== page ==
DNA-based sensitive methods, including “checkerboard DNADNA hybridization, genomic fingerprinting, 16S rRNA gene cloning and sequencing, or TRFLP for identification and classification of dental caries [18,19]. In addition, Polymerase Chain Reaction (PCR) can detect large numbers of microorganisms in saliva and provide accurate measurements of known cariogenic species in saliva [20]. Real-time quantitative polymerase chain reaction (qPCR) technology is more sensitive to the counting of salivary SM than traditional culture-based methods [21]. Polymerase Chain Reaction-Denaturing Gradient Gel Electrophoresis (PCR-DGGE) analysis and species identification can be used as a community-based molecular technique and allow the study of oral bacterial community structures associated with severe caries [22]. In addition, DNA and RNA released by microorganisms are also present in saliva because Streptococcus 16S rRNA / rDNA is specified in the liquid phase of saliva [23,24]. Therefore, by directly detecting 16S rRNA / rDNA and without bacterial cell separation, there is a new possibility of detecting oral pathogens from the liquid phase of saliva.

High-throughput DNA sequencing technology and rapid expansion of bacterial genomic data are now a practical way to identify essential microbial populations in saliva [24]. This highthroughput sequencing is expected to help distinguish potential cariogenic species that may not be detected using currently available technologies such as 16S rRNA analysis [25].

In addition, another technique for the detection of cariogenic bacteria in saliva is the Monoclonal Antibody (MAb) technology. A variety of bacteria present unique surface protein and polysaccharide structures on the cell surface. With MAbs that can be generated for these structures, the corresponding bacterial species can be detected with very high specificity and sensitivity. These antibodies can be attached to various detection systems, such as fluorescent, colorimetric or aggregating reagents” [26].

Real-Time Quantitative Polymerase Chain Reaction (QPCR)

In order to quantify bacterial species in biological samples, qPCR was introduced as a new method for rapid detection and enumeration of bacterial species [27]. Specific primer sequences for a particular bacterial DNA gene can be used to quantify a target bacterium by amplifying a double-stranded DNA product. During the PCR cycle, the amplified DNA product is bound by a fluorescent DNA dye, allowing detection of the relative amount of DNA copies. In addition to overcoming the inability to detect non-viable bacteria in culture methods, high sensitivity and specificity are the main advantages of qPCR [28-30]. Therefore, concerns about the transport and storage of clinical samples will not be as critical concerns as conventional bacterial cultures [30]. Subsequently, for epidemiological studies in large populations, simple sample processing can be a benefit of qPCR, for example, samples can be stored on ice or frozen immediately and analyzed later [28,30].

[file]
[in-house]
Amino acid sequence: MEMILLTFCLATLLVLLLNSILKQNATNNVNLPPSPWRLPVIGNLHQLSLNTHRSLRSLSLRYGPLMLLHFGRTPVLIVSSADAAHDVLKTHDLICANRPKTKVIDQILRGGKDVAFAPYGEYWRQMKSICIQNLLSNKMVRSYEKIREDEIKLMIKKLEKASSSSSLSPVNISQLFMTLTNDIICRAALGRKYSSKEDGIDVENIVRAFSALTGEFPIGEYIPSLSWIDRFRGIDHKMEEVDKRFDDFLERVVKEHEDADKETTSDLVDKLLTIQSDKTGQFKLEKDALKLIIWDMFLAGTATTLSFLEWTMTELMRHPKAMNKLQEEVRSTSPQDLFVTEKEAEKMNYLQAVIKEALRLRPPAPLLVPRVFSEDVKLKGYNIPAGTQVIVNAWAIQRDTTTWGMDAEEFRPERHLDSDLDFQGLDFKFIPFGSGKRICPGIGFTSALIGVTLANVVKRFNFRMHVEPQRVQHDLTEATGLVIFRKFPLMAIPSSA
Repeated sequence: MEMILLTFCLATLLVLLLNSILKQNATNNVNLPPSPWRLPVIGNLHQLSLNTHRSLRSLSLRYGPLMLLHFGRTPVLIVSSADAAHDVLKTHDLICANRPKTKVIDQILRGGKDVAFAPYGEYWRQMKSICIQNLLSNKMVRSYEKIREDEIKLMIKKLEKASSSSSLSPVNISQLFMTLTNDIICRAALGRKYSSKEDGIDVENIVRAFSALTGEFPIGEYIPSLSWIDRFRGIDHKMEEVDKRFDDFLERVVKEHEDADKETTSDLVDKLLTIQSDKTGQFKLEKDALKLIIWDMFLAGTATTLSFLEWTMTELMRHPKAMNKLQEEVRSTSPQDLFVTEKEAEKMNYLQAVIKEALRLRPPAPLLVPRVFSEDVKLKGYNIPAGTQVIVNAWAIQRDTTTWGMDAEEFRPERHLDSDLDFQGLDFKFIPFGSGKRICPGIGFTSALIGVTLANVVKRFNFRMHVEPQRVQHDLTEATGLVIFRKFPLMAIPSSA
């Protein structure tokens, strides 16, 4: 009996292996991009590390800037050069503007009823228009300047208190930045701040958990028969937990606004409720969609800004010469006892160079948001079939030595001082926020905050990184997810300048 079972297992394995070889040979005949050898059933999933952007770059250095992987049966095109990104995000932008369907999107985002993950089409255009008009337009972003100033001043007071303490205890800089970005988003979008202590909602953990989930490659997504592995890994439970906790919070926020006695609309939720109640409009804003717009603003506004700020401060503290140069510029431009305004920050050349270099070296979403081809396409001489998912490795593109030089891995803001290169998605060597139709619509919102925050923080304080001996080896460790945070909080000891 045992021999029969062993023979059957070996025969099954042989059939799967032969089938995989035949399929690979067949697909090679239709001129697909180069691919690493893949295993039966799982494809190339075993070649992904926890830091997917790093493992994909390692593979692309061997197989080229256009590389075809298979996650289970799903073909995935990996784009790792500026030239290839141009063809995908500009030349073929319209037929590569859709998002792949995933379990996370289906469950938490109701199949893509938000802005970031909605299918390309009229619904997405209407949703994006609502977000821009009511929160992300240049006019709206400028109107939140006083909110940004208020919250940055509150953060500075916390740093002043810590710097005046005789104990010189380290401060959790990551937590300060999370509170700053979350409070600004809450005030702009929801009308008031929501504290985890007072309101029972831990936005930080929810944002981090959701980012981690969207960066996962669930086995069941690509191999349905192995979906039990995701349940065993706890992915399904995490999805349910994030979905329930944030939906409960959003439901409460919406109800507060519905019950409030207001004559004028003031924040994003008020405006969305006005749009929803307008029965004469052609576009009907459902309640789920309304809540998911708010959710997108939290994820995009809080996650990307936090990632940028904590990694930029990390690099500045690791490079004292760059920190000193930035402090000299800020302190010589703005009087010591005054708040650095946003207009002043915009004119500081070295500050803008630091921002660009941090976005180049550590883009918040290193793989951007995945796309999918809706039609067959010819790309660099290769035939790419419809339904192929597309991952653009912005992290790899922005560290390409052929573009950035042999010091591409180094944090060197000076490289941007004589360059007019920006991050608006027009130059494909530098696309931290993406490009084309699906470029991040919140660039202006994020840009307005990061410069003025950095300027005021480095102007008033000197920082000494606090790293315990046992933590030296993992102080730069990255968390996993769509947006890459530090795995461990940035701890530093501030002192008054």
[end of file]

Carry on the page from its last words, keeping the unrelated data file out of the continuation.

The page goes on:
As reported by Psoter et al., qPCR is more sensitive than conventional PCR and indicates that this technique is suitable for oral epidemiological studies [31]. This test can be used to reveal low numbers of target bacterial species with detection limits as low as 25-100 cells [21,32,33]. The presence of specific primers specific for a particular bacterial gene increases the specificity of qPCR. Primers also offer considerable benefits for qPCR because it accurately distinguishes between SM and S. sobrinus for accurate dental caries risk prediction and effective caries prevention programs [33].

In addition, real-time quantitative PCR assays also allow for the relative or absolute quantification of bacteria of interest, including species that cannot be cultured or that are difficult to culture in vitro. Another advantage over conventional PCR or endpoint PCR is that the assay does not require post-PCR manipulation of the PCR product. Therefore, this can reduce the chance of legacy contamination of the product [28,29]. qPCR requires less laboratory work and time to get results from various types of samples [29].

Many previous studies support the use of PCR and qPCR to detect and quantify MS, a cross-sectional study by Okada et al. Using PCR to study intraoral distribution and longitudinal studies of children with MS? In 2005, it was reported that PCR is suitable and effective in MS detection [32,33]. In addition, Loyola-Rodriguez, et al. proposed that PCR is comparable to conventional bacterial culture on MS agar and MSB agar as a tool for the detection and identification of MS [34]. To date, some studies have used qPCR to identify MS in oral samples, such as plaque and saliva samples. It is also used to study the correlation between MS detection and tooth status, i.e. caries status; caries, missing, filling index of primary or permanent teeth (dmf or DMF), or caries activity; innocent and carious activity [35-37].


We expect that ongoing innovative research and development will have a significant impact on dental caries prediction and control. We envision that in the future, treating dental caries will be an evidencebased dental practice emphasizing the triple-pronged approach of early detection, effective and sustainable treatment, and prevention. Specifically, detection of microbial and host-related caries risk factors can become routine. This approach will help clinicians to reinforce the concept of dental caries as an infectious process and will facilitate immediate, evidence-based treatment decisions.


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Citation:Sounah SA and Madfa AA. Overview of Method for Detecting of Streptococcus mutans and Lactobacillus in Saliva. J Dent & Oral Disord. 2020; 6(1): 1122.